I've always been a little doubtful about the "let's be like Barcelona" school of urban regeneration. This leads to enthusiastic proclamations about how Bradford will be the "Shoreditch of the North", as if this is somehow either achievable (Bradford's not two stops on the tube from the City of London, for a start) or desirable (why would we want a child free and expensive city filled with achingly trendy beards). I do think, however, that we can look at what other places have done successfully - even Shoreditch - and ask if some of what they've done can help make our place a better place.
We've been visiting Estepona on Spain's Costa del Sol off and on for over a decade. And during that time, we watched the building explosion of the 2000s, fevered speculation about high speed railways and more recent twitchiness about Brexit, at least among ex-pat residents. Oh, and most of the local council went to jail:
The socialist mayor of Estepona, Antonio Barrientes, and ten other council officials have been arrested on corruption charges related to property development fraud.It has dragged on a little too:
Since 2006 a judge has been diligently carrying out an investigation before bringing the case to trial. Some 113 witnesses have been interviewed, 26 police reports written, 800 volumes of documents have been collated and the final report ahead of the trial is 226 pages long. Of those questioned, 94 are still formally under investigation. The inquiry has taken so long that three people being investigated have died.In and amongst all of this Estepona has slowly transformed as a place, mostly through old-fashioned place-making - public and private - and a realisation that today's Costa visitor is less interested in the flash night life of Puerto Banus (now a decidedly Russian affair albeit with the same number of Ferraris, Aston Martins and Lambos as ever) and wants a quieter, more-measured place to enjoy. We are, after all, ten years older, a little greyer and just a tad slower than we were when we first visited.
The result is a really lovely town where residents, businesses and the council (helped by a few dollops of EU cash) work together to keep it looking good:
The streets of the old town - like the one above feature coloured pots filled with geraniums. Every night in summer council workers water these pots - a pretty big commitment but it makes for a fantastic display:
What this investment - over about ten years - has done is encourage residents to add their own pots and plants to the show:
Each street has it's own colour schemes - red in one, yellow the next, one street has yellow with pink polka dots - and it melds into some brilliant public squares:
This square not only features a lovely stone elephant (alongside a lovely restaurant Casa Dona Jeronima) but some brilliant features and details:
The most recent public space - once a tatty square where the buses used to stop - not only has an underground car park (what a good use of the space) but more great planing as some lovely murals:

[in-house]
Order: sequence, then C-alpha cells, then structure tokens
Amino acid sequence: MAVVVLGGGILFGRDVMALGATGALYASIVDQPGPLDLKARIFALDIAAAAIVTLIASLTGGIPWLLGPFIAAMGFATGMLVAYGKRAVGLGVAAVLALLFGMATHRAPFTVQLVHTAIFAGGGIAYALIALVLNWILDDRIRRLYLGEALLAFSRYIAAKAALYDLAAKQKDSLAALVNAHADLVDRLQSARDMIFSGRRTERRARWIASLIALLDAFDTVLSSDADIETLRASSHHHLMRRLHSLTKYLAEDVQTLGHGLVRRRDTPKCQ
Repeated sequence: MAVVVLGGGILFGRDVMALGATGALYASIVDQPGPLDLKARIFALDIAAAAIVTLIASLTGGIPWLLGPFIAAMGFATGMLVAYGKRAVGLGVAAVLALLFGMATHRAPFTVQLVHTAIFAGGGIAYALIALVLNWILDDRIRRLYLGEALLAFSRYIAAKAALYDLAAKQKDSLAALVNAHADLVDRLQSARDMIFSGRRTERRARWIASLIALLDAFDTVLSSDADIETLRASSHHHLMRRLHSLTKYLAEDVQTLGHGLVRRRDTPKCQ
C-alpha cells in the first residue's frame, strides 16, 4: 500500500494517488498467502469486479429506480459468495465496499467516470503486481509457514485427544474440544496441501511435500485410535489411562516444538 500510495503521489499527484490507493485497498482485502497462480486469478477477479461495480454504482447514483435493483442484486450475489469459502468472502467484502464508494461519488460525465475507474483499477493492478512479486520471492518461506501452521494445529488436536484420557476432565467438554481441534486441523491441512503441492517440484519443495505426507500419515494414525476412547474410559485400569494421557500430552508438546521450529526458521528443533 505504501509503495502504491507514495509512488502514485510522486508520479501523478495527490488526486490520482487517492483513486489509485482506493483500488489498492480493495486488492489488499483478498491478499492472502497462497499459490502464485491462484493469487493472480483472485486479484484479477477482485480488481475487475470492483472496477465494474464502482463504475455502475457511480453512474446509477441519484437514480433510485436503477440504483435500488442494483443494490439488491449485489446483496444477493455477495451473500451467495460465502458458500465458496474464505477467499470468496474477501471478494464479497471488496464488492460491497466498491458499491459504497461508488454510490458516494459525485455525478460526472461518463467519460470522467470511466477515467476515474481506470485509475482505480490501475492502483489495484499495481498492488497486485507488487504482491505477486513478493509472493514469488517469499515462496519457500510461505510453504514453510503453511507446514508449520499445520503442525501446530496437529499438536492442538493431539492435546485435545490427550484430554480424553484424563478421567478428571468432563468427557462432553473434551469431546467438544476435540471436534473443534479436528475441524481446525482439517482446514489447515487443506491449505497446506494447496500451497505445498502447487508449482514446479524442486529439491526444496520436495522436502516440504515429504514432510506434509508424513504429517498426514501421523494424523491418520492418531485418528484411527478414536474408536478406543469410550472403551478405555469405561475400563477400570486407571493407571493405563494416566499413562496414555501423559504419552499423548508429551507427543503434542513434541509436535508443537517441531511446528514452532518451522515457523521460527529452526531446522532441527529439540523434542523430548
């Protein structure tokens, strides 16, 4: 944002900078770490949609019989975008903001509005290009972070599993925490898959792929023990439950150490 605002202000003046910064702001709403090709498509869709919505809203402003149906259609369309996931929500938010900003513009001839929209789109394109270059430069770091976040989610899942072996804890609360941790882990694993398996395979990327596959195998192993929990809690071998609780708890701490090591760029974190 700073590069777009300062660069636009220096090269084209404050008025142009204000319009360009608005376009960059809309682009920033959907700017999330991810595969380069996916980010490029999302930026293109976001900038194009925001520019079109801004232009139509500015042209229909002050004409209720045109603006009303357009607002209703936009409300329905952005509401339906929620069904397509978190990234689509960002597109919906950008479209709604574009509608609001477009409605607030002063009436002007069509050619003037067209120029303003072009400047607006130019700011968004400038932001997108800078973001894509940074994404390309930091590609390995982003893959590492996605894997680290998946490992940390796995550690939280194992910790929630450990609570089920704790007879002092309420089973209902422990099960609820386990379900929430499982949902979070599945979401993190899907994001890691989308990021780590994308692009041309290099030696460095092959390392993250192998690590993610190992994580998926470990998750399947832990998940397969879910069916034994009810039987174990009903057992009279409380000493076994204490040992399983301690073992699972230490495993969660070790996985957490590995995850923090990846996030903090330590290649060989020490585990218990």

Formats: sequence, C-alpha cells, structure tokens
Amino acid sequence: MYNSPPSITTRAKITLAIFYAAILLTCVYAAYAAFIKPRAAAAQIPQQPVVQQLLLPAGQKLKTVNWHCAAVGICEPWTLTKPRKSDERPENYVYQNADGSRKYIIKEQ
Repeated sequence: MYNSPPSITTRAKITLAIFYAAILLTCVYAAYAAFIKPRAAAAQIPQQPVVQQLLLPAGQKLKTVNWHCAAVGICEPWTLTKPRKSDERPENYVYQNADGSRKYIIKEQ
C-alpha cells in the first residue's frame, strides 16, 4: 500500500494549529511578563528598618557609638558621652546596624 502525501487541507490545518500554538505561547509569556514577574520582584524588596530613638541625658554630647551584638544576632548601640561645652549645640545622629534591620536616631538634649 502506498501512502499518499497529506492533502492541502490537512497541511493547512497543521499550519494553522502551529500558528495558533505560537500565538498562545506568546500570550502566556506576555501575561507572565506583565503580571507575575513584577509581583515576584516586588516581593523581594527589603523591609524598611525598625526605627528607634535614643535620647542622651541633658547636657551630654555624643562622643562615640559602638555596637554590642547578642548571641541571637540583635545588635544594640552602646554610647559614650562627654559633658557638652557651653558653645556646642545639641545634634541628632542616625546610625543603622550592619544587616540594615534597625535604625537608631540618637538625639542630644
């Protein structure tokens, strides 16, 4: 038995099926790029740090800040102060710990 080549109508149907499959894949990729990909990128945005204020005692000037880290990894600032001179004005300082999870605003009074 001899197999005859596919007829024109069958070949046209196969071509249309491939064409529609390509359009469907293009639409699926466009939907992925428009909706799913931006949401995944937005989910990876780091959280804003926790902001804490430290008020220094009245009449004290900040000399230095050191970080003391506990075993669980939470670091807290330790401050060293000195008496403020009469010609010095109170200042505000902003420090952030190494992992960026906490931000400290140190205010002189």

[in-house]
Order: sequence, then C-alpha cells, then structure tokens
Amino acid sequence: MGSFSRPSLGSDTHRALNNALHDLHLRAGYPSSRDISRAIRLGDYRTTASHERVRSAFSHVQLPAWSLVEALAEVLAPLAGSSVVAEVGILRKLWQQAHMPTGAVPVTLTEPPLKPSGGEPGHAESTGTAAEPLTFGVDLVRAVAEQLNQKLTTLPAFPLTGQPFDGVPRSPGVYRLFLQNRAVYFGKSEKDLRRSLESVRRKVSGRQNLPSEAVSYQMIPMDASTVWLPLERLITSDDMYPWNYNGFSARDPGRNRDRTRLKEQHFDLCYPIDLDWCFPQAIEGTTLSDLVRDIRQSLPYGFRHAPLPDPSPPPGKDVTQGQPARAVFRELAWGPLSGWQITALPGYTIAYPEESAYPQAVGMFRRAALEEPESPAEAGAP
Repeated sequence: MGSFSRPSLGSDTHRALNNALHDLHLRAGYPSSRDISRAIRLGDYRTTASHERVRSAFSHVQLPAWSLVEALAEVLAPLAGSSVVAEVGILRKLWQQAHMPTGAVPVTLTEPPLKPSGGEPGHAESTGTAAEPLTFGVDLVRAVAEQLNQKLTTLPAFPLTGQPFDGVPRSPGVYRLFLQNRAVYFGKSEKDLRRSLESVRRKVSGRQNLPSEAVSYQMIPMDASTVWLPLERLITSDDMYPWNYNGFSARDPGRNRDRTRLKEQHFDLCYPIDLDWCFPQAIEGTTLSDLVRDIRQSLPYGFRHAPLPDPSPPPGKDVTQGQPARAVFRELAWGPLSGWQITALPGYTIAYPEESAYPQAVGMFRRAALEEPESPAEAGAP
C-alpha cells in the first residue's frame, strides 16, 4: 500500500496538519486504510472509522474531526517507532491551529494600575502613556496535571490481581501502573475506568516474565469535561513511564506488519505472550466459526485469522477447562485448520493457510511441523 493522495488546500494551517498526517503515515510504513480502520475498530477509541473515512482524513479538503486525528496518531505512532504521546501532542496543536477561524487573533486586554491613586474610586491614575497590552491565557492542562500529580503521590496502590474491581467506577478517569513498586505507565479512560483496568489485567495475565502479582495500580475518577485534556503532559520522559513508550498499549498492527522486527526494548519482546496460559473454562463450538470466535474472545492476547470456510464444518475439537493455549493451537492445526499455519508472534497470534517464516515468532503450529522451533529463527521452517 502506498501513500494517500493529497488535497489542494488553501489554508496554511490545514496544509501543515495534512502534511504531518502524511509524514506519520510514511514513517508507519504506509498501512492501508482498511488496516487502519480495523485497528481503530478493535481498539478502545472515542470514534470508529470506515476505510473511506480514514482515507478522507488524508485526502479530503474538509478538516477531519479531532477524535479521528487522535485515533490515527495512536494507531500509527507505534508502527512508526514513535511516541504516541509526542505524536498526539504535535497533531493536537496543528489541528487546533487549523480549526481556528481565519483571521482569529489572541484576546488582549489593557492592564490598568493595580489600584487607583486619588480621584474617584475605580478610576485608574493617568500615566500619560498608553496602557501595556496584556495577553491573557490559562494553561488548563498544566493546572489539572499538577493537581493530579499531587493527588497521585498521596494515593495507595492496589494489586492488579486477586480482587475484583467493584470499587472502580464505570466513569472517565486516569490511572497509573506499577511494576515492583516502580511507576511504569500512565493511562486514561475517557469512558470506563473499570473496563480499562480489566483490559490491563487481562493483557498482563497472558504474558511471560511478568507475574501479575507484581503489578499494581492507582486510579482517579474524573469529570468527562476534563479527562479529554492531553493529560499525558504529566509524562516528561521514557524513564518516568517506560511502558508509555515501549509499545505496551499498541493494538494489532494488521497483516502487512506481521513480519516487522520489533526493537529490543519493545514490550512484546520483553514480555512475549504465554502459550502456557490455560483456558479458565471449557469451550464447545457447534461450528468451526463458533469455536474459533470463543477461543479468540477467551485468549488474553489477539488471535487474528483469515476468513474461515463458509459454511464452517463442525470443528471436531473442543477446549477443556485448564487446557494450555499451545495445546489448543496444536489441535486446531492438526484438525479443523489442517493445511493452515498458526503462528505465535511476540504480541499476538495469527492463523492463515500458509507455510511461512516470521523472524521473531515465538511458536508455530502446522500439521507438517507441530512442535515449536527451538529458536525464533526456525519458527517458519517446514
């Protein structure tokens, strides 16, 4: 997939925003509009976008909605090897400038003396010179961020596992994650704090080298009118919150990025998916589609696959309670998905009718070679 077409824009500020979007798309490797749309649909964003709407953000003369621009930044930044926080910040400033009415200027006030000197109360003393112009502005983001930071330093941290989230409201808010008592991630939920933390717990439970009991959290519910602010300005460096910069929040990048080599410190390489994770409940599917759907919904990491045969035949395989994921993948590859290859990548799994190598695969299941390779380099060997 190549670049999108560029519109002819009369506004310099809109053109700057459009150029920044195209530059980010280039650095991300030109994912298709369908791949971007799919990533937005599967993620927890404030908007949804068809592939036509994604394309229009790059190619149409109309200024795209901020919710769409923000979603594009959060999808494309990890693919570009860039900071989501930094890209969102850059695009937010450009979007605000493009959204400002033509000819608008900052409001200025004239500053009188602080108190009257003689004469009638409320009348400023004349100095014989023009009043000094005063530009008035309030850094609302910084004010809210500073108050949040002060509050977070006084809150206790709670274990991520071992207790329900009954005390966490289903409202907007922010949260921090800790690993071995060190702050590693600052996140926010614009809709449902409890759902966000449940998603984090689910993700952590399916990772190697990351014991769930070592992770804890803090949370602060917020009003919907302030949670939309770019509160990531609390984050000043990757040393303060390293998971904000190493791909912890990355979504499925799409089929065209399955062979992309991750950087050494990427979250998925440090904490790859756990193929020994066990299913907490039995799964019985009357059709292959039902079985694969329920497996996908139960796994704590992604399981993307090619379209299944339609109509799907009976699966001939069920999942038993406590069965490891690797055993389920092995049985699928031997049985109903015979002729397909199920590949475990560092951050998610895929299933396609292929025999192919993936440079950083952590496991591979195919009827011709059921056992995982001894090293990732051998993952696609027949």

Most of the town is pedestrianised (or with access limited to residents) and has been gradually improved with the same palette of colours and materials mixing with creative tiling and mosaics to make a pleasant place for an evening stroll. The whole town centre has the feeling of a park albeit one where people live, where businesses are run and where visitors enjoy beer or tapas (often both). And on the back of this better public space, you get the refurbishment of great old buildings:
The result of this (and I've no doubt that thousands of Northern European visitors - semi-resident in many cases - is a factor in the town's success) is that the old chiringuitos are sharpening up their act to serve this affluent audience and not lose them all to traditional street cafes and restaurants in the town:
There's also investment in the beachfront (Estepona has an artificial beach but beyond the town itself the beaches are smaller and rockier) like this boardwalk:
To return to where I started, this isn't an argument for other places to do the same - that doesn't work. Rather it's for us to think how these relatively simple investments in the street scene, in features and details, and in soft elements such as plants or flowers make a place so much more effective. When I argue for us to treat city and town centres like parks rather than as CBDs or "economic drivers", it's this sort of work I'm talking about. Andalucia isn't a rich place (per capita income is lower than for Bradford) but this town has, having escaped from the mania and corruption of Spain's housing boom, focused its efforts on making what it has work well.
Of course, Bradford isn't the Costa del Sol any more than it's Shoreditch but I do think the lesson here is to step back from those voices telling us it's all about some sort of competitive race between different cities for investment, business attention and development. Perhaps we should think more about paint, flower pots and park benches than about whether one or other bunch of sharp-suited developers are going to arrive in town to build.